Tiffany & Co said it expected profit to fall in the first half of 2016 as a strong dollar hurts tourist spending at its stores in the United States and erodes revenue from other markets.
Weakness in the global economy and a strong dollar have reduced tourist spending on luxury items in the United States. Tiffany’s reluctance to offer promotions also discouraged thrifty shoppers, especially during the holiday season.
The company said on Friday that it expected profit per share to fall by 15-20 percent in the current quarter and by 5-10 percent in the second quarter, based on the trends seen so far.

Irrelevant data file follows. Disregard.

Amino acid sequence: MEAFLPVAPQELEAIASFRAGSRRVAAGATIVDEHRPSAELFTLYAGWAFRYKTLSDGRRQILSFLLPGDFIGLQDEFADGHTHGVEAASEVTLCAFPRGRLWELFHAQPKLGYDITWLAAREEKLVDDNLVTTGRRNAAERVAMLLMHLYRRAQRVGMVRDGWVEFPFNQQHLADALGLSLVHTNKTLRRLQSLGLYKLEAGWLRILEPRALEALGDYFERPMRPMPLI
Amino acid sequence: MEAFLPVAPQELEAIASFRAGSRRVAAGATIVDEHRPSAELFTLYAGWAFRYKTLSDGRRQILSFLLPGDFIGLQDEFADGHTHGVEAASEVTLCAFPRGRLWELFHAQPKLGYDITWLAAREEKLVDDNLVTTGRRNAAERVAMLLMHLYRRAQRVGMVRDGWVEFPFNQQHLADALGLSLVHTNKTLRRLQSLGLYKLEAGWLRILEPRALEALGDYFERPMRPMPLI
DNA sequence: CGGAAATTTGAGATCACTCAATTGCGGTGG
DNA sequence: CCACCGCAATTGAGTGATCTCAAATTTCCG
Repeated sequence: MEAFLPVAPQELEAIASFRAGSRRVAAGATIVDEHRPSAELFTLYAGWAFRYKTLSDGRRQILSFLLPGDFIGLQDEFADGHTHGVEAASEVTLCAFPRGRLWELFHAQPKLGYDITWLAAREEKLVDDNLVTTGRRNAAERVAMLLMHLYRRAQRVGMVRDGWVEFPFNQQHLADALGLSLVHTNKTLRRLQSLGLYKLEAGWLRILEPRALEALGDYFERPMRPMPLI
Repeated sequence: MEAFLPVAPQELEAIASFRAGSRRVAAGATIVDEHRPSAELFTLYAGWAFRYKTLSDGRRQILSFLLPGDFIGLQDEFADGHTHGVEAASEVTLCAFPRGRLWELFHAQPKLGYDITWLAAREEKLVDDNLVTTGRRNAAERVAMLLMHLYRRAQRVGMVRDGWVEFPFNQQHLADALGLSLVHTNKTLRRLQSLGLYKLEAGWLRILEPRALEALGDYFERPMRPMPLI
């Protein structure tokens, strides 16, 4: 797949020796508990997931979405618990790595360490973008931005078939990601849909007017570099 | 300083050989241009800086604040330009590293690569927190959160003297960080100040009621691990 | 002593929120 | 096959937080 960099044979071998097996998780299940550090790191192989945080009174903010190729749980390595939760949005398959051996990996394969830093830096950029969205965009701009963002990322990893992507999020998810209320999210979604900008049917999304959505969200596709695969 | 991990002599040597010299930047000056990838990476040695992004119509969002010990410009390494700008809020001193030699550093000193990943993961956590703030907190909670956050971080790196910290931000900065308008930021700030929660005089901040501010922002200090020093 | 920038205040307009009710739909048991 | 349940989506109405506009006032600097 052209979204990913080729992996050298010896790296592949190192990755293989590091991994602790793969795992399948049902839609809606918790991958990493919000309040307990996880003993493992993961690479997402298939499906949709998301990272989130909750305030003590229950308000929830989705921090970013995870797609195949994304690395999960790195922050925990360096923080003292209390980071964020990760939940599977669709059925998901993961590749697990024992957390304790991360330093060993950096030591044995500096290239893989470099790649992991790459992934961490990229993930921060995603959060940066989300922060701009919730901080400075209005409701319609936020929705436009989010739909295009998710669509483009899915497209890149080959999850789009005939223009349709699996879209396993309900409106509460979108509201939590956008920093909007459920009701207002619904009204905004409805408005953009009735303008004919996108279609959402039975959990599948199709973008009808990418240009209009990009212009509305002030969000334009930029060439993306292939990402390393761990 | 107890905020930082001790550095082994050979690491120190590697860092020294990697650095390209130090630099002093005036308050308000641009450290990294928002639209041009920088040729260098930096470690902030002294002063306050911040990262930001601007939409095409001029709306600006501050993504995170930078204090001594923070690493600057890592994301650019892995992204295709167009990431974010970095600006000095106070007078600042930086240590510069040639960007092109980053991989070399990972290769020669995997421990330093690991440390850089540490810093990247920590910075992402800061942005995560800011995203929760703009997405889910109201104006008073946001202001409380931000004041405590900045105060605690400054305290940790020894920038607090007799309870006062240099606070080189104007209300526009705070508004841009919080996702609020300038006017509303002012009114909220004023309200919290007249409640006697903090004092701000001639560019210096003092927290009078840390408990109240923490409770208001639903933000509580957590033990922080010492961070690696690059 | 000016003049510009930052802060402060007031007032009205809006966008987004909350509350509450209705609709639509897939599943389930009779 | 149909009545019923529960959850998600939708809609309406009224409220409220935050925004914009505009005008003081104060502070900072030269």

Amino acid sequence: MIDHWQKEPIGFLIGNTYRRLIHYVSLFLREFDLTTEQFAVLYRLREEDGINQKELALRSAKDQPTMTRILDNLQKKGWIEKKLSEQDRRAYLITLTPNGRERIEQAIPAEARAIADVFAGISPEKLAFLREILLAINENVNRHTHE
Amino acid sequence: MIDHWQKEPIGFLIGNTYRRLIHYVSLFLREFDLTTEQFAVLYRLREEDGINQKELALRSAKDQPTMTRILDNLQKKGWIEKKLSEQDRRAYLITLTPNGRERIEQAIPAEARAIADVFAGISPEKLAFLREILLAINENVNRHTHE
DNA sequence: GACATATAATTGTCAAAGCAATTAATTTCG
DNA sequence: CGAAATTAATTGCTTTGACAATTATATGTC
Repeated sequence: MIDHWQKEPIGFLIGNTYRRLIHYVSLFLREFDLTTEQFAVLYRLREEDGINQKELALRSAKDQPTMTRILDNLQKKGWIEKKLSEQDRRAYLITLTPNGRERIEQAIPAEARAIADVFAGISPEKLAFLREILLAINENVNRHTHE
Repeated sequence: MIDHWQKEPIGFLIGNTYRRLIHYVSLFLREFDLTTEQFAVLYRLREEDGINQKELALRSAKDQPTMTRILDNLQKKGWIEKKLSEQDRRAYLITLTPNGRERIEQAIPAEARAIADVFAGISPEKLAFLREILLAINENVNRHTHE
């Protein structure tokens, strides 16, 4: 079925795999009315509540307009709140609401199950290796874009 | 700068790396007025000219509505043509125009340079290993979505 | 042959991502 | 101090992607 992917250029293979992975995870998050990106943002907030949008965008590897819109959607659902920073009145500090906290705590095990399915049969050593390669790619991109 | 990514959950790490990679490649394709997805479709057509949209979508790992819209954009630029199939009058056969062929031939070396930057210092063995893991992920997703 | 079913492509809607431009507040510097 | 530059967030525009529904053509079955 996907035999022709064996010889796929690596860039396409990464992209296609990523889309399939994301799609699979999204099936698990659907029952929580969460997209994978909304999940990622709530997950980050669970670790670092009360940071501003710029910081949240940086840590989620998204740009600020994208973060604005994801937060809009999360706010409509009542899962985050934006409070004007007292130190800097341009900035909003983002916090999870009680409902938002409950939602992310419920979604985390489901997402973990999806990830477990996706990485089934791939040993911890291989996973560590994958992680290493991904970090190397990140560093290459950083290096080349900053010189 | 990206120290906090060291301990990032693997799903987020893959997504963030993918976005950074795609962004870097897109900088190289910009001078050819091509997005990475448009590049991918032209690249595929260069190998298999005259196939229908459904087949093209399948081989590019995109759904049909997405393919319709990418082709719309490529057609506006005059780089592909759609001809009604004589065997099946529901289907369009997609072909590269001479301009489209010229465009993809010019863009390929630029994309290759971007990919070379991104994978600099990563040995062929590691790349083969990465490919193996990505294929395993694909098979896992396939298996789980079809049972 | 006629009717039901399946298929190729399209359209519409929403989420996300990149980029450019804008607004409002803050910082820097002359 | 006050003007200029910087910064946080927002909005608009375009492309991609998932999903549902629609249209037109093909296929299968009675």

Sales at its established stores open for at least a year fell 10 percent in the Americas in the fourth quarter. Analysts had expected a drop of 9.4 percent, according to research firm Consensus Metrix.
The company’s net income declined nearly 17 percent to $163.2 million, or $1.28 per share, in the quarter ended Jan. 31. Excluding items, Tiffany earned $1.46 per share, beating the average analyst estimate of $1.40, according to Thomson Reuters I/B/E/S. Its net sales fell 5.6 percent to $1.21 billion, but were in line with the average estimate.